Back | Next


Sound of a guitar playing Greensleeves.

Why Greensleeves?

Because in my and your ineducable, internal, all-encompassing parts there is something about a weary man who sat cold in a stinking tavern with his headsick from the wine of the night before and his heart sick—yes, stomachheartsick—from the love that had once surged below him and for one candle-lit and cobwebbed stairway where he had moved upward behind a swaying skirt toward moontime. Out of this—Greensleeves; and a moment of Time within space, which is good physics not yet discovered but about to be. Herewith:—

A young man in patched hose and doublet under tattered cote-hardi, line-faced, congested-eyed, walked into a wind up a miry street to a place with a green bough above the door. Teeth-thin ran the wind through his clothing’s gaps, his hair-thatched ears and his half-curled hands, curled against the chill. For it was spring.

Cold spring, with the white clouds running fast before the wet spring wind. But a little blue sky. And a little bud on the lilac branch, and a little ancient green glued to the branch above the door of the whitewashed building. The door is closed.

The wind blows cold. The wind.

The dream manned. The dream.

He sat down at one of two tables before the closed door of the whitewashed building. On a wooden bench with four pegs at each end, wooden pegs, brown against grey wood as being ash against oak, tilted back and fisthammered at the door in the whitewashed building.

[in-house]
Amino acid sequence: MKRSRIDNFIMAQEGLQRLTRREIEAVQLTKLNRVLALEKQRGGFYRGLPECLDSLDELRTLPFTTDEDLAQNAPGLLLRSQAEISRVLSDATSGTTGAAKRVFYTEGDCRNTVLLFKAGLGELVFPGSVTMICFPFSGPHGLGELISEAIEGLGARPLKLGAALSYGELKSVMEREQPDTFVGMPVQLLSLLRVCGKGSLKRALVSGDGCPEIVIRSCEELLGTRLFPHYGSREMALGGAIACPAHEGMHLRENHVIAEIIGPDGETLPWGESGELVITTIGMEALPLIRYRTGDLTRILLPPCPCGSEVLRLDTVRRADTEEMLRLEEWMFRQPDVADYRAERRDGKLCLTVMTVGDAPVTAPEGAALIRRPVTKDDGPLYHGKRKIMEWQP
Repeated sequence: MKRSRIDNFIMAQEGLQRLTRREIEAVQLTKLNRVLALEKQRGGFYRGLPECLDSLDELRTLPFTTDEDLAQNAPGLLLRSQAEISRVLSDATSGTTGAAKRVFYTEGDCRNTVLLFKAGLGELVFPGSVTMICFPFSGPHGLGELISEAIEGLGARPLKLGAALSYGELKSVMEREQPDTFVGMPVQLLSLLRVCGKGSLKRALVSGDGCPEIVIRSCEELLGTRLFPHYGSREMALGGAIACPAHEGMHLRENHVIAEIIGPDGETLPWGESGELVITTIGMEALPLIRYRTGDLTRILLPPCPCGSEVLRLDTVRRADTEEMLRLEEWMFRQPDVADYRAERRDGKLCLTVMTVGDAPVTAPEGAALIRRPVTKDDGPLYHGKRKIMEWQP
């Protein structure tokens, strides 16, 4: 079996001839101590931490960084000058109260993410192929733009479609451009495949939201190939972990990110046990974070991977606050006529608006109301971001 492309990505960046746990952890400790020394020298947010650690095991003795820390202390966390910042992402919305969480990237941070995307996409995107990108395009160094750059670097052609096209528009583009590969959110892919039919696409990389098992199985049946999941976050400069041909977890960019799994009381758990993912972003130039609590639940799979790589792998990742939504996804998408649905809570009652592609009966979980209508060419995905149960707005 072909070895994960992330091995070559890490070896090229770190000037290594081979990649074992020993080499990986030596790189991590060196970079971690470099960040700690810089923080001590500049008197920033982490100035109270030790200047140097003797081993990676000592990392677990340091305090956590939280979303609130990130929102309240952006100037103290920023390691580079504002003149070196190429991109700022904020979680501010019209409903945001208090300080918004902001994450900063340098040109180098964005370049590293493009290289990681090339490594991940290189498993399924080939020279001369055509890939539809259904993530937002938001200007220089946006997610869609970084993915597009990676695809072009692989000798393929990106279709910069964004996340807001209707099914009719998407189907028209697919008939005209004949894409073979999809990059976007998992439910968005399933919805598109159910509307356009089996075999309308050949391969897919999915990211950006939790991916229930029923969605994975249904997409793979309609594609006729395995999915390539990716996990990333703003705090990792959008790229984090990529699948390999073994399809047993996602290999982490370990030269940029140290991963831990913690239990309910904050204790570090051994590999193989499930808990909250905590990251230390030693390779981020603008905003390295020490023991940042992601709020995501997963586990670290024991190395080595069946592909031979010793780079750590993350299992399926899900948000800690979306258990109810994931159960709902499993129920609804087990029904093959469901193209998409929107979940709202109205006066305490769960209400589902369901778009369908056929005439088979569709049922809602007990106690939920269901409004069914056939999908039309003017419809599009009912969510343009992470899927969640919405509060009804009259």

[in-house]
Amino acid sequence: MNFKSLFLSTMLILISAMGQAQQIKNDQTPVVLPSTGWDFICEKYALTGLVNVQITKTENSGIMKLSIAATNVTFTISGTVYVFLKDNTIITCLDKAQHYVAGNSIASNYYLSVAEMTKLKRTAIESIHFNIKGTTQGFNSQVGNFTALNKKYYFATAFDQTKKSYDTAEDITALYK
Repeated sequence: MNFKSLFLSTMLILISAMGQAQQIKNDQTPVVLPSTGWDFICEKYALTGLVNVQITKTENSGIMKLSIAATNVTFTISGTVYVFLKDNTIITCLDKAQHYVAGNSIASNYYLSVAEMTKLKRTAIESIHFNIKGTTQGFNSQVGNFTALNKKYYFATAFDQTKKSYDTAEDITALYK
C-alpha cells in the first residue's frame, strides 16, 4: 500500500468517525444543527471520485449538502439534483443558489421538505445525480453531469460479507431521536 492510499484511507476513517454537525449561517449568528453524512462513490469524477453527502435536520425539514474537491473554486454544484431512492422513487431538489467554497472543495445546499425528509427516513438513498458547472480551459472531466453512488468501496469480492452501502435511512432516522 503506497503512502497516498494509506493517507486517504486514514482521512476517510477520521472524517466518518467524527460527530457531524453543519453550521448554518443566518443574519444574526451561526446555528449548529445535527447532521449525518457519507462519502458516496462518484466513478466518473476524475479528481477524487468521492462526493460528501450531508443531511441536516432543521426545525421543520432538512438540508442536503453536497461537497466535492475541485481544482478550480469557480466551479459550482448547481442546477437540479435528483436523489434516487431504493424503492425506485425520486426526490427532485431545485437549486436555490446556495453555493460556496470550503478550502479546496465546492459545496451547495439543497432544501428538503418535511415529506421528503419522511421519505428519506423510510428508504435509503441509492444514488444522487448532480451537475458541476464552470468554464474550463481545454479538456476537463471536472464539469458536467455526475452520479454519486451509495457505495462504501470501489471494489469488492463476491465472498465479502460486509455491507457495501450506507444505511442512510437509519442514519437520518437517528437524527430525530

The door jarred. It jerked ajar, a little bit. Dark a slice of the interior showed and then a moment later, jerked open and the man with the smell of the interior strong upon him stood in the opening looking down at our man. And he said.

“Have you got the money for it?”

And our man said.

“I’ve two half pence.” And he showed them—coppers brown as brown-golden coins, golden promise coins, bright in his palm which was lined by lines and dirt in the lines. Only the man in the doorway saw not the dirt. He said.

“Where did you get them, Hal?”

For the man, Hal, our man, had pawned his lute for a penny. Yet he was a man. And so he answered.

“D’you want them? Or not?”

“I’ll take them,” and the man in the slice of dark doorway reached for the coins, but the man, our man, at the table on the bench with four pegs was too quick for him and closed his fist and moved his arm quickly away and said.


“New ale.”

“No, no. Old ale. The old ale. Bring it. I’ll taste it. Then you get your penny.”

“Hal,” said the man in the doorway, “I love you after some fashion, but you are a runagate and you owe money—not to me, God knows, but to folk around us. But, for two hapence, I’ll give you two happennies’-worth of the old ale.”

He went in. He brought back a leathern jack. Sour-smelling the leathern jack, which was a black cylinder of badly-tanned cowhide with a circle of brown leather upturned, puckered, and hard-stitched about the bottom. Which would not hold ale, but that over the years it had been swelled and sealed by dregs of ale and other liquids until was like a copper-bottomed mug of now.

He held it out to Hal, holding it.